WHAT ARE YOUR THOUGHTS ON DALE JR. RUNNING THE NO. 3 WRANGLER CAR TOMORROW NIGHT IN THE NATIONWIDE RACE? "It's a very, very iconic car. To see the Wrangler 3 paint scheme with the yellow and blue. When you take a look at it, it pops you right in the face, really cool to see it out on the track again. To have an Earnhardt driving it, sometimes in this sport if you find a unique way to resemble the past, it really makes you smile. It makes you look at it and go 'that's cool.' That program deserves to do that. Wrangler is still associated with Dale Jr., is still associated on a personal services deal ... it makes sense for those guys to do that."

WHEN YOU HAVEN'T WON HERE AND YOU'VE BEEN SO CLOSE, DO YOU HAVE TO TALK YOURSELF OUT OF DOING SOMETHING SPECTACULAR? "The approach that I've taken over the years is more of a defensive approach as far as gathering a good finish. Whether somebody jumps out of line and I try to fill that hole and stay with the lead draft, that's more of what I've done in the past and it's produced comfortable results. The times that I've jumped out of line and gone for the win, I end up finishing 18th or 20th or even like at Talladega when I was running sixth with a lap and a half to go, I saw my teammate behind me on the outside lane, I jump out in-front of him, boom, I got hit so hard that I couldn't hold on to the wheel and wrecked the car and finished 35th.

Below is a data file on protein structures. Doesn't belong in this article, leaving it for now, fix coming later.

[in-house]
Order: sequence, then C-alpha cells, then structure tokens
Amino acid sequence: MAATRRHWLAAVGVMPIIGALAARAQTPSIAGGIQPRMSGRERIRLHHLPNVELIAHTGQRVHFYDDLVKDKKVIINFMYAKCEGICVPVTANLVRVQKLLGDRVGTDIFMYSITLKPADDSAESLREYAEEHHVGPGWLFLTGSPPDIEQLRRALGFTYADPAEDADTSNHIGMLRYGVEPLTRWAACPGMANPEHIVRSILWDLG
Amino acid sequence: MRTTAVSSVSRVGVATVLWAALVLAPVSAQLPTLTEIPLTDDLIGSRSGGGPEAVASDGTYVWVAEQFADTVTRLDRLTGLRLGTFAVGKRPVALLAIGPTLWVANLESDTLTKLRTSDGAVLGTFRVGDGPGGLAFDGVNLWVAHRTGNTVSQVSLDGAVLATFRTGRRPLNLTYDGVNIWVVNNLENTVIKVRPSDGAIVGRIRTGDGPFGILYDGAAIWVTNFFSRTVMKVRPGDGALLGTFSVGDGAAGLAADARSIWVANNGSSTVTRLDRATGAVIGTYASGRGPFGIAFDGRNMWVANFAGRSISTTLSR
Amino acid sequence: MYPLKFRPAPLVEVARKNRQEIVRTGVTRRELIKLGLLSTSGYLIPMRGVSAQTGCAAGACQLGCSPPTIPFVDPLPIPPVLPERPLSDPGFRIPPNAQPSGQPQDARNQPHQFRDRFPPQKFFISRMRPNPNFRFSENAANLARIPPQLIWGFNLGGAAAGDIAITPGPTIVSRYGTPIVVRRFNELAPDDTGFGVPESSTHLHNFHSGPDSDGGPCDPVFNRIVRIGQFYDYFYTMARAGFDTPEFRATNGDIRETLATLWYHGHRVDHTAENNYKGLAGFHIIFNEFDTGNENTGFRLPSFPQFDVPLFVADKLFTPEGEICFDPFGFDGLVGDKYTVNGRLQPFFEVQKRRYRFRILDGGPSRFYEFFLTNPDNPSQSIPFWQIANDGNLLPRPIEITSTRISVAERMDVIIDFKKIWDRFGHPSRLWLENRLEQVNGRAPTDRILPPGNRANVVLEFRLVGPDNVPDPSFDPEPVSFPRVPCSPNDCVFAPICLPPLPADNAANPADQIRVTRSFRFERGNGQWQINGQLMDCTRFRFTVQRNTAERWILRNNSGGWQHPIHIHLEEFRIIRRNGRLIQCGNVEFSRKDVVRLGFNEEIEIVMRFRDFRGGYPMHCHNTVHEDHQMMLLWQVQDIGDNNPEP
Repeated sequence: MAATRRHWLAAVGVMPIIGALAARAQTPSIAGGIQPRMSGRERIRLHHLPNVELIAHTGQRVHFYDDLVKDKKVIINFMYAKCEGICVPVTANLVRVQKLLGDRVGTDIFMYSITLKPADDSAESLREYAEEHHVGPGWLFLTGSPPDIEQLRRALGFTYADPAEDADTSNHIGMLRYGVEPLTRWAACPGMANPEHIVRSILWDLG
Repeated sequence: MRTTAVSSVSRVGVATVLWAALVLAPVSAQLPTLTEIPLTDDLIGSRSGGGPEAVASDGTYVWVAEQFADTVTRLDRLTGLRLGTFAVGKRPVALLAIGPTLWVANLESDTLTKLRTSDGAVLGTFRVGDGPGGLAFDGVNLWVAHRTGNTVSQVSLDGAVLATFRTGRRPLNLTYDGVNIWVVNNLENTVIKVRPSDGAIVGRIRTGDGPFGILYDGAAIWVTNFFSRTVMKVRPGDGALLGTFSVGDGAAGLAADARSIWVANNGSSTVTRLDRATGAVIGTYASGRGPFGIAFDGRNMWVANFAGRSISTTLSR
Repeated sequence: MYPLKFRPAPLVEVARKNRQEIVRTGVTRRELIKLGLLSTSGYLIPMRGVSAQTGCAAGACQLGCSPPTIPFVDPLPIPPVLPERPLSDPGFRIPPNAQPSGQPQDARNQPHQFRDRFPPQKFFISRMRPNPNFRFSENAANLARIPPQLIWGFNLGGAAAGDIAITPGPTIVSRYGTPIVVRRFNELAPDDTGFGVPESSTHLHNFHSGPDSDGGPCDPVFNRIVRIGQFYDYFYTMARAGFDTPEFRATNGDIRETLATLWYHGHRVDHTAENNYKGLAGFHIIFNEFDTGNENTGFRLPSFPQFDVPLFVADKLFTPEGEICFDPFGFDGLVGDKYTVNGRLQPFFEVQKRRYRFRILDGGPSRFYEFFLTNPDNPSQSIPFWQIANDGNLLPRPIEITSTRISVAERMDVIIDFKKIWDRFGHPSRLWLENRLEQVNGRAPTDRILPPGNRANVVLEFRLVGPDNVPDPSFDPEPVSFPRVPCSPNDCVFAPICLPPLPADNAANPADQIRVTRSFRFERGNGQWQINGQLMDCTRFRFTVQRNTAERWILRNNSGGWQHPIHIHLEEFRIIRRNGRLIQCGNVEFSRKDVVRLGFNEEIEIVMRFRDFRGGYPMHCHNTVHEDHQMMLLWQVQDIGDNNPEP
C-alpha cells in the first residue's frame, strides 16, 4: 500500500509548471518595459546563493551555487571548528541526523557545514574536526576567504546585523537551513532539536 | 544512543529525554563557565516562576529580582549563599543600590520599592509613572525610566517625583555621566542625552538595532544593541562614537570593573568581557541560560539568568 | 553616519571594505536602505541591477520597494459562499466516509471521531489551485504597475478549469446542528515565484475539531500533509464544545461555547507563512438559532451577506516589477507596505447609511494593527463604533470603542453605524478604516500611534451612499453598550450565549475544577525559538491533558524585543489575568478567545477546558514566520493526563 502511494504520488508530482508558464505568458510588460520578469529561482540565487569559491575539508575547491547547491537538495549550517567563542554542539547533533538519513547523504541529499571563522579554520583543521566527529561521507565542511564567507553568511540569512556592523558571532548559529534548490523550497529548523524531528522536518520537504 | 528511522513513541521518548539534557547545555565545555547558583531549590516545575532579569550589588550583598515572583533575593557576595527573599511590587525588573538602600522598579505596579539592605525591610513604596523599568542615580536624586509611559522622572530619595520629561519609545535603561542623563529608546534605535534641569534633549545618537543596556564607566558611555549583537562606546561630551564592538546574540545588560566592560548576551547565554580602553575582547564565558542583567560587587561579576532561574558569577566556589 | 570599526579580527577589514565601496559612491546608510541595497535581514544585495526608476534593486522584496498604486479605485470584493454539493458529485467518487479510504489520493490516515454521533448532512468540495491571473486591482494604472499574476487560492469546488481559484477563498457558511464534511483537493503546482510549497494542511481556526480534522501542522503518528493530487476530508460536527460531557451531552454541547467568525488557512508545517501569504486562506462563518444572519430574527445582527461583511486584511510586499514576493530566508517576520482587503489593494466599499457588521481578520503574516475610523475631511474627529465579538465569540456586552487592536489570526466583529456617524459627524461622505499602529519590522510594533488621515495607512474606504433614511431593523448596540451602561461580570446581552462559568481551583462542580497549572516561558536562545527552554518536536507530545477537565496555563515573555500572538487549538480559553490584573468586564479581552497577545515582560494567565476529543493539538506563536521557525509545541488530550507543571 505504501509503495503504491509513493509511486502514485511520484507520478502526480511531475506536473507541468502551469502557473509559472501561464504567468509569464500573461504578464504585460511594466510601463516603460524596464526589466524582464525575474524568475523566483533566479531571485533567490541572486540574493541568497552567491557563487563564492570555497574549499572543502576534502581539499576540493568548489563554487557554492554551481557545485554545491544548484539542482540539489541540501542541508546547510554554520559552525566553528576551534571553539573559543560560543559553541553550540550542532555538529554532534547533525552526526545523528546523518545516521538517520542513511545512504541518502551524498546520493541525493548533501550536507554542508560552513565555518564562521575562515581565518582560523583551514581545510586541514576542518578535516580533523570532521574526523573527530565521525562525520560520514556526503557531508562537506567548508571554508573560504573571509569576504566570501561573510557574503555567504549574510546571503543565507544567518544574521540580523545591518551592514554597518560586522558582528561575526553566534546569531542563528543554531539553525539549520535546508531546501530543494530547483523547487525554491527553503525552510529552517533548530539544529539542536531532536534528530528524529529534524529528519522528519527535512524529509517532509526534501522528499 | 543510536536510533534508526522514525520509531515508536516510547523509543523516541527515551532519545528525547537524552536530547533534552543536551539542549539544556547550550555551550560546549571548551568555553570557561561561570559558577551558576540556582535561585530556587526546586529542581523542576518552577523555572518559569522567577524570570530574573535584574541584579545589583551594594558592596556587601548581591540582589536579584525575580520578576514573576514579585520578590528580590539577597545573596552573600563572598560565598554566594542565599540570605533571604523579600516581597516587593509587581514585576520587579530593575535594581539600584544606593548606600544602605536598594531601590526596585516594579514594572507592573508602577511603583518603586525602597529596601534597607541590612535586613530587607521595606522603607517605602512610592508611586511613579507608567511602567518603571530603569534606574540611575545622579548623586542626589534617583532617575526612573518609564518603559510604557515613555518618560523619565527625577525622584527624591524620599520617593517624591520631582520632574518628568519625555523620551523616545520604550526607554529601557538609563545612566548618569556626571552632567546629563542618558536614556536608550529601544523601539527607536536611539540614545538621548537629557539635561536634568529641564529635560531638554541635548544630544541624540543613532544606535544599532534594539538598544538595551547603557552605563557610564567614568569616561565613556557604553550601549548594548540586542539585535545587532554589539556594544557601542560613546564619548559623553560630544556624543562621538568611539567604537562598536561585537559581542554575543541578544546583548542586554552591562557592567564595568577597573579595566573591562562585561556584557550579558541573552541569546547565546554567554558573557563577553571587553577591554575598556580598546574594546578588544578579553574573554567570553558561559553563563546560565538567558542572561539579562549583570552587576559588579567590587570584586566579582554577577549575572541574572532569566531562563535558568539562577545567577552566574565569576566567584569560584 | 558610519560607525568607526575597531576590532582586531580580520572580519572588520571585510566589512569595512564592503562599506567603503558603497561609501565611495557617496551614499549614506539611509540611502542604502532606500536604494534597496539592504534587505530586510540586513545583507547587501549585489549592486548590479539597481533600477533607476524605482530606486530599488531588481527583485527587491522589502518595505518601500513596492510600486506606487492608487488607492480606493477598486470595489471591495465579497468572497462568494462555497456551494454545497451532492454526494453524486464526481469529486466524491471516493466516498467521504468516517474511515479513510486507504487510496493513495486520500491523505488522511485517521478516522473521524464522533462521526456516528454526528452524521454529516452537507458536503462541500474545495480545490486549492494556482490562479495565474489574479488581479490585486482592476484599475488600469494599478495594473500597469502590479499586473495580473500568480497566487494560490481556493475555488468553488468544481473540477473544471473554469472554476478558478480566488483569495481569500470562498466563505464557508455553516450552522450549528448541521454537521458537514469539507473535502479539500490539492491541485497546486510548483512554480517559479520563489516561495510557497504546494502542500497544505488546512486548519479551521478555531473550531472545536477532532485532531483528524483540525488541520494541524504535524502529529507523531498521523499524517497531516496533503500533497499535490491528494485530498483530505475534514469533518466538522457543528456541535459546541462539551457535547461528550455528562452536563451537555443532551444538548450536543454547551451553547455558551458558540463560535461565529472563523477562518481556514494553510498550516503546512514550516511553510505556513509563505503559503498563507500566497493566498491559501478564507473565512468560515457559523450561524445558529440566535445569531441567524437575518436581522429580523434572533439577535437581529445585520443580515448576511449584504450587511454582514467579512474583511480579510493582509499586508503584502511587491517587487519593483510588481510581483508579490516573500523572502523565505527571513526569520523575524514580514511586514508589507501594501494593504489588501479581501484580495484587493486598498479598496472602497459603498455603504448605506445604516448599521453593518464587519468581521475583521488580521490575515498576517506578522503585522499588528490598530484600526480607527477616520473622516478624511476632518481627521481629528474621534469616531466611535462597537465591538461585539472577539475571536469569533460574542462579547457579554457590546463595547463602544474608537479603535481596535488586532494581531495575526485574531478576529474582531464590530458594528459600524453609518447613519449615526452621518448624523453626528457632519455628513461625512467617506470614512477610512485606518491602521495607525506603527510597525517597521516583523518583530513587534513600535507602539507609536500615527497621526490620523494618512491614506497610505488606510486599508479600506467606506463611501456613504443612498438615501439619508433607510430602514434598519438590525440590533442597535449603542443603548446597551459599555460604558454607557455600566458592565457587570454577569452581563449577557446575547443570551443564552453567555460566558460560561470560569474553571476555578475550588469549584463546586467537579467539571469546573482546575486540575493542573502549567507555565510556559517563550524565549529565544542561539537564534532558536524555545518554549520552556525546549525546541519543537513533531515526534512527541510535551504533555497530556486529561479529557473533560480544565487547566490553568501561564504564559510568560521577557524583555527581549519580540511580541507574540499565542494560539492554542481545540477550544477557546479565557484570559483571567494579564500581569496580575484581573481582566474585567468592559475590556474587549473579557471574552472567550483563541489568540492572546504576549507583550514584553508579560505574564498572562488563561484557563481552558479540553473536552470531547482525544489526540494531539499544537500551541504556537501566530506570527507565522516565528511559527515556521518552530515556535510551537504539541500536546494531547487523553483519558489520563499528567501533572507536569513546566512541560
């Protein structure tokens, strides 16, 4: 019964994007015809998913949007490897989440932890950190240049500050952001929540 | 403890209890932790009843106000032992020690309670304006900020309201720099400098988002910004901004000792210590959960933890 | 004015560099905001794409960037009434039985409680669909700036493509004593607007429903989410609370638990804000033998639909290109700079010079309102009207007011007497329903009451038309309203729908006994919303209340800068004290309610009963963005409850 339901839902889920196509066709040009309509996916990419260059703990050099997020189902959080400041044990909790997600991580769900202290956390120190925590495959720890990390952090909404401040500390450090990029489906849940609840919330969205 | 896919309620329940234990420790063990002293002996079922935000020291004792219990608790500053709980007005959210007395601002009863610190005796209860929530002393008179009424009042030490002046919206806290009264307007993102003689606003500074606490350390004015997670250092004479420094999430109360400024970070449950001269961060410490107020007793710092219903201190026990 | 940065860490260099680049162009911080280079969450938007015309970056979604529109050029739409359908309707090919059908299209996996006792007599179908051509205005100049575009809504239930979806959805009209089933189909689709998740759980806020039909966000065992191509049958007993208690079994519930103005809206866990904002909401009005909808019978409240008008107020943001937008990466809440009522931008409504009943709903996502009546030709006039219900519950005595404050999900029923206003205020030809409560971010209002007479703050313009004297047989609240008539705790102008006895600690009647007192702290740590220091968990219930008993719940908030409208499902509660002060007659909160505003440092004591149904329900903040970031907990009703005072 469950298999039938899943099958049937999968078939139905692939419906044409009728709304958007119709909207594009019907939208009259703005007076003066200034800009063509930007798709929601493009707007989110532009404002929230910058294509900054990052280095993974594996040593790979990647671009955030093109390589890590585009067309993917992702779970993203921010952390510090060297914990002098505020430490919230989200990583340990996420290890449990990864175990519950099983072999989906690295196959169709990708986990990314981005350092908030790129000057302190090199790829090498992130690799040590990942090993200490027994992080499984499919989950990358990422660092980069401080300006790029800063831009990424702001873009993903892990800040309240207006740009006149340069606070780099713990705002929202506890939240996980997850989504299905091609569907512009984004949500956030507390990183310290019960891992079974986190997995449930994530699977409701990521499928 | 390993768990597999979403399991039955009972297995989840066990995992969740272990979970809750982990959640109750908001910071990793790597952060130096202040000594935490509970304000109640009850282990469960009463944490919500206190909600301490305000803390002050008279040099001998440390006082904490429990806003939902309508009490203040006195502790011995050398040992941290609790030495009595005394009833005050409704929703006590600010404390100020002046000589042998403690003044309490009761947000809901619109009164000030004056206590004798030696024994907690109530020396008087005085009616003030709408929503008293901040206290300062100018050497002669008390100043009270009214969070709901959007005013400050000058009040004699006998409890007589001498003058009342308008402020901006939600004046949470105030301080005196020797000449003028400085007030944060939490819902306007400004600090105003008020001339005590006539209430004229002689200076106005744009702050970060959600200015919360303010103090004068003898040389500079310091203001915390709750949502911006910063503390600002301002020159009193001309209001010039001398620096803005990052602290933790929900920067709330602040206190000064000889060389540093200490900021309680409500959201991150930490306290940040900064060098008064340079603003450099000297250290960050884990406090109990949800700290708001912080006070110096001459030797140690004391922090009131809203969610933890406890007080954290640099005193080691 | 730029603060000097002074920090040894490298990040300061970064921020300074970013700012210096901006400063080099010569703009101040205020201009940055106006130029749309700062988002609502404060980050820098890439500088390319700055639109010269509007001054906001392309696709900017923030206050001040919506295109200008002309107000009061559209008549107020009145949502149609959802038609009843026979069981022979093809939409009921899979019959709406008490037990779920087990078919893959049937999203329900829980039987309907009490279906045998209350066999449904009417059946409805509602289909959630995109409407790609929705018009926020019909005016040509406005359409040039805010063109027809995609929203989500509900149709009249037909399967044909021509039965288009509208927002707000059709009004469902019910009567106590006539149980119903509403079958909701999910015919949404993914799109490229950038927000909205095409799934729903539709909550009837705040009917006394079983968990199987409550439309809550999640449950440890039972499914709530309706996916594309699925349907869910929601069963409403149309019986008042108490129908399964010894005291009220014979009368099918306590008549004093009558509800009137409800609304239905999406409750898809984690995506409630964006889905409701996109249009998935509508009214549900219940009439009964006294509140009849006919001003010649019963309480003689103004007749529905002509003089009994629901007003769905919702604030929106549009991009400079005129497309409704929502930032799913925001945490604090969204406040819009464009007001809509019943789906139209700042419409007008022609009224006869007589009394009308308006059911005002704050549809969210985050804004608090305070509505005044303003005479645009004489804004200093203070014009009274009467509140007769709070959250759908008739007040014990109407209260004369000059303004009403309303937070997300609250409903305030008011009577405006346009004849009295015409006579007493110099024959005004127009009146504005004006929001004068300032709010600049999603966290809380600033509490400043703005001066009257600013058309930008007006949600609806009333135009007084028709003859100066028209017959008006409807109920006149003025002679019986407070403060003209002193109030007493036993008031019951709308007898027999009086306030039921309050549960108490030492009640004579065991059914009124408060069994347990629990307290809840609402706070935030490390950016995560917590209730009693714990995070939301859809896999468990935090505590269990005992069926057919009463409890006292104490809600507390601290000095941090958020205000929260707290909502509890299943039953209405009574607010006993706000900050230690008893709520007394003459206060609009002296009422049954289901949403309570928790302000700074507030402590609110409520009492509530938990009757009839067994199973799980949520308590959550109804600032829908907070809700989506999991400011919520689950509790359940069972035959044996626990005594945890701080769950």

"There's moments when I sit there and say just get a nice steady finish and continue to run the same race that I've run over the years. Maybe this time around, things will change; guys will slip up, the seas will part and I'll have the shot of driving the Miller Lite Dodge into victory lane. Then there are times when I say that I'm going to be offensive today and you end up with the same result, a third or fourth or a wreck towards the end. I'm just hoping that we do our homework right and get the car handling well. Ultimately, you have to put yourself in a position to win and you can't do that with a slow car or a poor pits stop sequence. When we were here at Daytona in February, we were running third with five laps to go and we were in a position to put tires on the car, We thought that was smart to do, and when we pitted, nobody else pitted. So we ended up with poor track position with five laps to go. That's what hurt our chances."